LONDON -- Some at-the-buzzer instant analysis of Team USA's 110-63 pounding Tuesday night of Tunisia in Group A play.
How it happened: How?
The Americans, flat as they clearly were at the start against the consensus weakest country in the 12-team Olympic field, were looking at each other in shock with 2:39 to go in the first quarter, at which point they stunningly were still stuck on 12 points and trailing by one.
Team USA coach Mike Krzyzewski insisted later that there was no message behind the move, but he made a five-man mass substitution late in the first quarter and sent out that same second five to start the second half. Kobe Bryant, LeBron James, Kevin Durant, Chris Paul and Tyson Chandler were thus forced to watch the start of the third quarter from the bench, after setting the sleepy tone that had the Americans up by a mere 46-33 at the break.
And seemingly worse followed when Kevin Love -- one of the second-half starters alongside Carmelo Anthony, Andre Iguodala, Deron Williams and Russell Westbrook -- took a knock to his right knee after a twisting lefty layup on the break.
To Team USA's relief, Love shook off the injury to knock in a couple 3s in the fourth quarter in what, on paper, will look like the rout everyone expected when looking strictly at the final score. In reality, though, Team USA was forced to hold its collective breath more than once in what was supposed to be a walkover against the lone team in the field with zero NBA players. Strange night.
What it means: As long there's no lasting damage to Love's knee ... nothing. If there was any game in this tournament in which Team USA could afford to sleepwalk for a spell, it was this one. (OK: Thursday's date with Nigeria also qualifies).
Tunisia was brave for a half, Makram Ben Rohmdhane and Marouan Kechrid played their way onto highlight reels that will endure back home forever and Krzyzewski has plenty of incriminating first-half video to show at Team USA's next film session. Eventually, though, Tunisia's talent deficit was always going to be punished by at least 40 points no matter how the actual details played out. That's just the reality of how far apart in the basketball universe these two countries obviously are.
The standout result Tuesday in Group A could only be Joakim Noah-less France defeating Argentina, 71-64, in the first-ever game that pitted Spurs teammates Tony Parker and Manu Ginobili against each other. That surprise means France -- picked by some to finish as low as fourth in the group thanks to Noah's absence and Parker's struggles in the wake of emergency eye surgery in June -- suddenly has an early jump on the race to the No. 2 spot behind Team USA ahead of the Argentineans and Lithuania.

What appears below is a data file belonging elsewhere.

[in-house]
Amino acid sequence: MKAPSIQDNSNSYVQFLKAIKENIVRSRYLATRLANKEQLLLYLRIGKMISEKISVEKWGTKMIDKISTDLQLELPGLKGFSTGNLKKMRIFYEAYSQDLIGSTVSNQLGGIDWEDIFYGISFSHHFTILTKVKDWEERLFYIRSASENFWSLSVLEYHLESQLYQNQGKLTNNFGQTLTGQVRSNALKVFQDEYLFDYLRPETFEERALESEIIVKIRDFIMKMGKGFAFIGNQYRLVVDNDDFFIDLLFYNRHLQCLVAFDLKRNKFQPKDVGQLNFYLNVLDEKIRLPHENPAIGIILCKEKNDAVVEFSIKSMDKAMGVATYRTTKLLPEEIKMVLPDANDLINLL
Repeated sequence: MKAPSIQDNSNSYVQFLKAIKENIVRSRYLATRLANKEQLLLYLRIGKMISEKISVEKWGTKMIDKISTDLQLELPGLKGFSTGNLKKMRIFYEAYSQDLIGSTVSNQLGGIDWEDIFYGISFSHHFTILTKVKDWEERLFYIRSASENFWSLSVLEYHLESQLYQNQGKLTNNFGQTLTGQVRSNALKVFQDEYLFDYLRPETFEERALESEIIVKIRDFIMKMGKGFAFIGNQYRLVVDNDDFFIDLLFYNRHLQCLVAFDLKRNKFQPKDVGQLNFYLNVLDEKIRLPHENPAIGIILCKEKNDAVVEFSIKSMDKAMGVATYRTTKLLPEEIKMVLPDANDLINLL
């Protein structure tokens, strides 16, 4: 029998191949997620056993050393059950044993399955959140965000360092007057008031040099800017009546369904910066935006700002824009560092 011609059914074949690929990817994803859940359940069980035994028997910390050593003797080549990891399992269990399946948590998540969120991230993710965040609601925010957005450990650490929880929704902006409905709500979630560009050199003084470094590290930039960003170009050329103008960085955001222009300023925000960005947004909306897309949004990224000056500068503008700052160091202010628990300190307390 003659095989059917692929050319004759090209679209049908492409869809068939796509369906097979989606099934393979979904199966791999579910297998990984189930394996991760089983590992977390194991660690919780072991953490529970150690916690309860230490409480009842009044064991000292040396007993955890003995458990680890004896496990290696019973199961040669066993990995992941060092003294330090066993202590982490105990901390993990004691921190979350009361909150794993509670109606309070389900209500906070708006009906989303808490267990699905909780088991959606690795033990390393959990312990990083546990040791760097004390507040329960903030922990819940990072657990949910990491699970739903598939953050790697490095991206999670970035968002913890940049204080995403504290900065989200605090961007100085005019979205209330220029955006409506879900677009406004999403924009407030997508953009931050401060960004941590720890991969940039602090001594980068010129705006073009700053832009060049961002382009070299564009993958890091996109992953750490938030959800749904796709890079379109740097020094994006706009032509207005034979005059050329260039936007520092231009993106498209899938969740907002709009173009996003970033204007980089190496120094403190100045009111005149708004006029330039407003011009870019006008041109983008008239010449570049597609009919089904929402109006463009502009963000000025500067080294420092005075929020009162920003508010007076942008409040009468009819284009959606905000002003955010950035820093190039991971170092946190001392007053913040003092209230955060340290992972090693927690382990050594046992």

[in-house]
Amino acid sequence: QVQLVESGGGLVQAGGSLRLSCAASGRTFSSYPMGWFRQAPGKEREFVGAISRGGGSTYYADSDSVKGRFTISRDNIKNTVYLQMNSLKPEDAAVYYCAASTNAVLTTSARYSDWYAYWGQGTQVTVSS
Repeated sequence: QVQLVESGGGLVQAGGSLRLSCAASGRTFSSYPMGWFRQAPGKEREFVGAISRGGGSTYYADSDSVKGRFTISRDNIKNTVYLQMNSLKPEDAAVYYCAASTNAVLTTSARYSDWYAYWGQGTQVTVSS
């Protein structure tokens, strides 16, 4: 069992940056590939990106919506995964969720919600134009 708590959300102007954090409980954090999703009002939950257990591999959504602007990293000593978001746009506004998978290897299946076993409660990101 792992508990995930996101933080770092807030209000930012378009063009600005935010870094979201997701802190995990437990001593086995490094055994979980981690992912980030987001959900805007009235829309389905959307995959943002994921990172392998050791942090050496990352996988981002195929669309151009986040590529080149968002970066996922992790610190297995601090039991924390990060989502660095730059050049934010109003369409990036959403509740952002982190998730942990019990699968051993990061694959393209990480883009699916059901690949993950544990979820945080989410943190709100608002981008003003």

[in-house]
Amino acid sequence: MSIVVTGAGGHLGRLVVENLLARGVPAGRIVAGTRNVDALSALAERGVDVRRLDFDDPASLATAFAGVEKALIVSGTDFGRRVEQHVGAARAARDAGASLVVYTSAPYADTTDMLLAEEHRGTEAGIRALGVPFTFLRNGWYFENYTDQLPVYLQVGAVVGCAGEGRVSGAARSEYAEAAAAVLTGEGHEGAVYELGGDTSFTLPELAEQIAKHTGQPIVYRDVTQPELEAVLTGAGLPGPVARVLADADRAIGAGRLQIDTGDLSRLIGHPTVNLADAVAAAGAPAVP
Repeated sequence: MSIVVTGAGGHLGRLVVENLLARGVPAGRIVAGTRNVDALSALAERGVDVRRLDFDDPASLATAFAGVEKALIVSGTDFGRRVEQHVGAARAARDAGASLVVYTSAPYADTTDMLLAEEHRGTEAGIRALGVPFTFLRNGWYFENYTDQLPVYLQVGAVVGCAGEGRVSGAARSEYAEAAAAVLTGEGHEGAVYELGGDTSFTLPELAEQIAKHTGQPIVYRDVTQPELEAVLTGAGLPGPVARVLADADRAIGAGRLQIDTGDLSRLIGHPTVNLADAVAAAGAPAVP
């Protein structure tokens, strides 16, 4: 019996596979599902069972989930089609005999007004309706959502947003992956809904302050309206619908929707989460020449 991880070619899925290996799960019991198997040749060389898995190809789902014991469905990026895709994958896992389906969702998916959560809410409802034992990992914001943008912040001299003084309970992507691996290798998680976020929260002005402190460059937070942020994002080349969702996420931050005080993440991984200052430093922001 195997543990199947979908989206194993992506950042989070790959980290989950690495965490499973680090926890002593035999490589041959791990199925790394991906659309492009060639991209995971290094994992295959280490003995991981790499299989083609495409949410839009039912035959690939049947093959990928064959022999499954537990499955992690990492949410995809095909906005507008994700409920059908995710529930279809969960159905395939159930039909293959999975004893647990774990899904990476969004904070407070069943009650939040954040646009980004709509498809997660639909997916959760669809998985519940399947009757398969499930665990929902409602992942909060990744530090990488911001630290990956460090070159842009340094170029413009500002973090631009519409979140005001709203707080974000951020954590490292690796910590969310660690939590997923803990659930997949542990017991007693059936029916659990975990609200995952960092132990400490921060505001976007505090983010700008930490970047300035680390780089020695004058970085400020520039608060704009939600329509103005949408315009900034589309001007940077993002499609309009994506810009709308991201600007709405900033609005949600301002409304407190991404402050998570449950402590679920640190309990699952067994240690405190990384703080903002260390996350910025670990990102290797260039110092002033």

Player of the game: Give it to Ben Romdhane. And not just because his 22 points made him the evening's high scorer. The way he rumbled right down the middle of the floor for an early coast-to-coast dunk, especially for a big man no one in America has realistically ever heard of, sent Ben Romdhane on his way to the stat line of his life, with 11 boards added to the point total. Coach K singled him out afterward, too.
Play of the game: LeBron's takeoff from the middle of the key and thunderous throwdown in the first half, with Mohamed Hadidane ill-advisedly jumping into the frame to contest it, will undoubtedly get several nominations. Ditto for Iguodala's left-handed rebound jam in the third quarter for a 35-point lead.
Not here, though.
Kechrid's banked 3-pointer to beat the shot clock with 7:23 to go in the second quarter, which he followed with two more 3s from each wing set up by clever ball-fakes that sent Deron Williams and James Harden flying by, will be ESPN.com's standout memories from a game that wasn't supposed to be memorable at all.
By the numbers: Given the point spreads that were circulating before tipoff, with bovada.lv listing Team USA as a 54-point favorite, it's difficult to start anywhere but with the number nine.
Because, with almost nine minutes gone in the first quarter, Tunisia was still holding that 13-12 lead.
Yet it must be noted that the sluggish start, after all of the travails above, didn't come close to stopping the Americans from not only winning by 47 but also convincing Tunisia coach Adel Tlatli that they didn't run up the score as much as they could have. Which prompted Tlatli to say afterward that he was grateful for Team USA's "dignity."